We're mobile! 3:28. We have a chance and I'm on Google Maps working out how long this will take as a military man stamps the taxi out of the airport. 1.4 miles. 11 minutes. We have a chance. Of course we'll make it. But I'm Googling flights from Mumbai to Cochin just in case we don't and as I'm discovering that there is only one, and it will only get us in at midnight, if it's on time, and it's four hundred quid, our driver pulls over, gets out and walks off. At a slow andante he disappears off behind some sort of ticket booth with some other taxi types. 3:29. Getting a little too fine now.

I'm out of the car and round the corner. There's a queue of taxi drivers all waiting to cash in their day's tickets from the Pre-Paid chest of gold. But the man with the money has a system. Check tickets one by one and record in ledger. Re-check tickets against ledger. Count up dosh on a calculator, twice. Count out dosh, twice and hand over to taxi man. Taxi man counts out to check all is well. Sometimes it is correct, sometimes we need to start again. "Next please!" I look at money man and make a praying gesture with a little head shake and eyes like Bambi just as the gun went off. I do the same to slovenly taxi man but with eyes that I hope suggest I will resort to violence if he goes any slower or hand over a lot of money if he plays his A-game. This always seems easier in the movies. Give money, go fast. Bond would have burst through the barriers, physically and metaphorically, though our man does look like he could be a mid range bond villain so I better calm those eyes.

My look my look has done something. Everyone starts speeding up, money man sees my pain, taxi man doesn't know what my contorted expression means. But we're back and moving. 3:34. That desk better still be open. We're praying for more India-time.

Out on the road and we're in Mumbai, and the traffic is as you'd expect at half three on a Thursday afternoon in one of the worlds biggest cities. Mental. Laura asks what the word is for 'quickly' in Hindi and suddenly I'm "Jaldi'ing" the driver and he's speeding up. He's starting to become the man we know he can be. He bullies a tuk-tuk into taking the inside line on a coach at the traffic lights and he performs the impossible squeezing in behind. 3:36. The lights are red and our driver suggests we are five minutes away. The lights turn green and instead of going forward like a fighter jet off a freighter, we've stopped. Ignition off, the drivers door is open and the lights are still green and he's still stopped and he is leaning out of the door as he summons a beast from the depths and the darkest recesses of his throat and the major and minor tributaries of his upper airway. What sounds like a torrent of mucoid green phlegm is heard to begin to move. We hear every millimetre of travel that phlegm made all the way to the tip of his tongue and beyond. It hadn't fully left his mouth and it was already touching the floor. It's 3:38 and I'm wretching whilst Somers is doubled up pissing herself with laughter in the back.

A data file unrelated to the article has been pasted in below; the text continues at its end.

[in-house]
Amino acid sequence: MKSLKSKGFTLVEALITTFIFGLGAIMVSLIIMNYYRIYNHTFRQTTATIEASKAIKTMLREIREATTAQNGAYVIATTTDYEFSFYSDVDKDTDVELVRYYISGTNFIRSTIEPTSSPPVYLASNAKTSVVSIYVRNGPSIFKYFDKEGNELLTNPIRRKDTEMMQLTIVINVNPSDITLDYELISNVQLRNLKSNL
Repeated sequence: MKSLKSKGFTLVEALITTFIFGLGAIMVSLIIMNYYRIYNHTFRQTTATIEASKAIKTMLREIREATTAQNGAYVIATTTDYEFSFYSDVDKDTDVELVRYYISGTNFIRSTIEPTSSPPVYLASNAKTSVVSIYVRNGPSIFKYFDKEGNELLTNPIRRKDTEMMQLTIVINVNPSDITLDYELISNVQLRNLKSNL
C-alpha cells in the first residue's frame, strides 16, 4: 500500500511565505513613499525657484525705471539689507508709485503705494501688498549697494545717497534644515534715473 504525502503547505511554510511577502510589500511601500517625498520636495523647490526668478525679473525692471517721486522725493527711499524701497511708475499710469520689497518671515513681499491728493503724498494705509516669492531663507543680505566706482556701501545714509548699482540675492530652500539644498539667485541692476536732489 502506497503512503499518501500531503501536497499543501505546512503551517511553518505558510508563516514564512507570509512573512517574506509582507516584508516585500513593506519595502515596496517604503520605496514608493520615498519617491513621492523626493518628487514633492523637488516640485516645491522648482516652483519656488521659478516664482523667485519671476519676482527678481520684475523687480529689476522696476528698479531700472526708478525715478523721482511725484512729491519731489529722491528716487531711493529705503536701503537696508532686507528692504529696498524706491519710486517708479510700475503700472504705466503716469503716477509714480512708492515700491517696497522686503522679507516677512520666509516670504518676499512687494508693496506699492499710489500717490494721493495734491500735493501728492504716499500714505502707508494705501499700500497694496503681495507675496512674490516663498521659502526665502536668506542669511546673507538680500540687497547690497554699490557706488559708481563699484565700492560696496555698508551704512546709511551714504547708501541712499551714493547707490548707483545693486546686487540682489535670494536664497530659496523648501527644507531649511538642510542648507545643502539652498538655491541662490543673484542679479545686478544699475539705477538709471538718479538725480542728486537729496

The tall sculpture that is a must-have for every airport comes into view and two minutes later we're pulling up. 3:42. More rupees fly in thanks and a great hope that taxi man can buy some expectorant and rid himself of his innards more quietly.

Surely we'll make it. 3:44. But there is a queue just to get in to the airport, terrorists in 2008 made that measure nevessary; we must show our tickets to another military man to get in. 3:47. Military man likes our passports and is having a good flick through. He's also triple checking our tickets, maybe he's thinking on taking a selfie but we're pleading and Somers is already walking off. 3:50. She's a bolshy one with authority when the situation necessitates. Ninety desks in the terminal, we're outside Desk 18. We need Desks 65-90. And they're off, we jink right and left as Somers creates a passage in the lead and Beamish lags behind steering the liner. Another long queue for the check-in desk and Somers is trying to explain we need some sort of fast track but the guy doesn't understand and there are twenty or thirty people ahead of us. 3:55. Somers is asking her third guy and the penny is dropping, has dropped. Barriers fall and other fliers are brushed aside as we get to check our luggage. Our bags will make it. Now we just need to get through security.

A feeling of relief had begun to seep through our veins; that same relief was dripping from my forehead, my back and chest too. As we got through security (one litre bottles of water are A-OK) we marched to gate A-4 and joined the queue that walked us straight onto our waiting plane. 4.10. Safe.

In all the rush our overweight bags had slipped through the net of scrutiny. That was good. Another bonus was that they'd run out of cheap seats and put us in business, very good; but best of all, as we sank into our leather seats, Phil Collins was singing Groovy Kind Of Love on the speaker system. I almost cried.

We checked into a nice hotel. We swam and ate and slept for three hours. It was home time and we'd be leaving on a jet plane at 4:30am. It had been emotional.

Posted by ibeamish 12:55 Archived in India